Electric Wall Oven heating higher than dial


I have an older electric wall oven that when you set the temperature on the dial, the oven will actually heat to a higher temperature. It is very frustrating (I've burned a few dishes already). Any suggestions?
Also, the knob broke off the "Bake, Broil, etc..." dial and I have no idea where to find a replacement.
Thanks!
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I'd get rid of that oven, post haste! Mine burnt the inside wall when I noticed it and needed immediate removal. I got it out really fast for someone with no knowledge.
Betsy
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First, check that the ventilation pathway is open and clean. May be as simple as that. If you take a cooking thermometer, you could also see if there's a consistent offset and simply adjust your settings appropriately. Do that w/ 50+ yr old "emergency-use" gas range here as the occasional use of this makes it unprofitable to spend anything on it...if it were primary oven, that would be different.
Second, could be it needs a new thermocouple. Depending on the age and make/model, it may or may not be worth working on. Online places have parts for almost anything even remotely common 20 years of age and newer. If it's only the knob and not the shaft that's broken, good chance of finding an replacement. For it, if can't find the exact one online, take the one you have to a "full-service" appliance outlet/service place and they can almost certainly find one that will serve the purpose.
While I can't recall exact names or find a bookmark at the moment, I've had good luck w/ two -- one was in Oklahoma City, the other in Louisville, iirc. I'm sure there are many others. You find your range model and serial number, go online to one of these sites and put it in and it will give you list of any/all parts available.
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wrote:

Depends. Check with an oven thermometer to see if it's just consistantly holding a different temperature than indicated. If that's the case, glue a white label around the nob and mark the true temperatures with a pen.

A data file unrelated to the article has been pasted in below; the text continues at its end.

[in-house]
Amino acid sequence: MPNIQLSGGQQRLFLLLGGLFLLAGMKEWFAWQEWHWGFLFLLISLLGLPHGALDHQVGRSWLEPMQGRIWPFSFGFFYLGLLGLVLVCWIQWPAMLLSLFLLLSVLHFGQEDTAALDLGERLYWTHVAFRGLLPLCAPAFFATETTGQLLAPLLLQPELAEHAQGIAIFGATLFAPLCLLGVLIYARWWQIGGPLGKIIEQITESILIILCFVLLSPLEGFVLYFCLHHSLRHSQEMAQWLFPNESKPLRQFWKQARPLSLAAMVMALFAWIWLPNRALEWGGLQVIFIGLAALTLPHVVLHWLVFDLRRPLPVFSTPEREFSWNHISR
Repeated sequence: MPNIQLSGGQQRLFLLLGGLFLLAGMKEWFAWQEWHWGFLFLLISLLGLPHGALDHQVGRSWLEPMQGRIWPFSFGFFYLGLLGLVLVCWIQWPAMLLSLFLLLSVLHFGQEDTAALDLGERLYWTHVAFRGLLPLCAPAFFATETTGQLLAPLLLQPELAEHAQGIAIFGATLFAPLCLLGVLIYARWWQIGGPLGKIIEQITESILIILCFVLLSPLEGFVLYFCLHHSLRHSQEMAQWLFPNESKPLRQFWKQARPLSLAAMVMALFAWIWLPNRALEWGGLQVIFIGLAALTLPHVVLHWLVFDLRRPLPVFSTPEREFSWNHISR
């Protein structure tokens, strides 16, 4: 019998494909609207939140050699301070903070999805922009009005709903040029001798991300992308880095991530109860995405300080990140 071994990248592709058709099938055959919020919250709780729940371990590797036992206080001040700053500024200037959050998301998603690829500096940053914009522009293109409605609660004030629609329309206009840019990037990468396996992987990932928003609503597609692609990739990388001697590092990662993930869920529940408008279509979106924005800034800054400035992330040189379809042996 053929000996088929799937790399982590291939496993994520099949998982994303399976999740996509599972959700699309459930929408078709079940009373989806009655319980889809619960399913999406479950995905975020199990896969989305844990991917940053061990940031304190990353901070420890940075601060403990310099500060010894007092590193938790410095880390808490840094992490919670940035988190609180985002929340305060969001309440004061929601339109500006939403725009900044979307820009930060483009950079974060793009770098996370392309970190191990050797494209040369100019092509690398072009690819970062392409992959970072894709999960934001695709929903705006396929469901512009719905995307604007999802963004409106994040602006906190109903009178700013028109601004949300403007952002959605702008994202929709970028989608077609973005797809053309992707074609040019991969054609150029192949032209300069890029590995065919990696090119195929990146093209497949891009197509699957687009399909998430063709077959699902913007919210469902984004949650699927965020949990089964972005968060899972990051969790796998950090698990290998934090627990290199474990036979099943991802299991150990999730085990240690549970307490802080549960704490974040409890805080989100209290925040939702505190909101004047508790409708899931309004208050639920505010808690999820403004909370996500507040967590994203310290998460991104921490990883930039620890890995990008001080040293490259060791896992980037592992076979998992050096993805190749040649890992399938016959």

If it's NOT consistant about it, then there's something wrong with the thermostat, and you'll probably have to start replacing parts.

Many home appliances come with a label on them somewhere, telling you useful things like, who made them, and what model they are. If yours had a label like that, you could look it up on the internet. Since it obviously didn't or you'd have mentioned it in the course of asking for help fixing it, I suppose you'll have to make a new nob out of Bondo.
--Goedjn
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You left out the details. How long should the Bondo be left to dry? Can it be used as is, or should it be given a coat of primer? Is it OK to hand fuzzy dice from it?
Damn, I hate it when we only get half the story.
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Or PC-70. Also very good. I'm assuming the shaft has a flat side or flutes, and doesnt' depend on a set screw in the knob to fix it to the shaft.
Also, try an old tv store for knobs.
I found a beautiful big eletric rotisserie in a dumpster once. The rest of it was full of building materials removed from some renovation. But this was almost as clean as new, as clean as anyone can get cooking stuff after it's been hot with food. I didn't know how good rotisserie food can be. It was complete with trays and grills and everything except knobs, that I got from my stash of tv knobs.
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Wood Crow wrote:

If it is old and uses a rotary dial to set the temperature then the dial itself will often have a "calibration" feature built into it. This usually takes the form of a couple of tiny screws on the back of the knob (pull it straight off of the shaft) that allows you to rotate the apron of the knob relative to the shaft. Place an accurate oven thermometer in the oven, set the oven to 300-degrees (or some other convenient temperature), determine what the difference between real and set temperatures is, and then adjust the knob to match.
As for parts, I've had great luck with http://www.repairclinic.com/0070.asp
--
John McGaw
[Knoxville, TN, USA]
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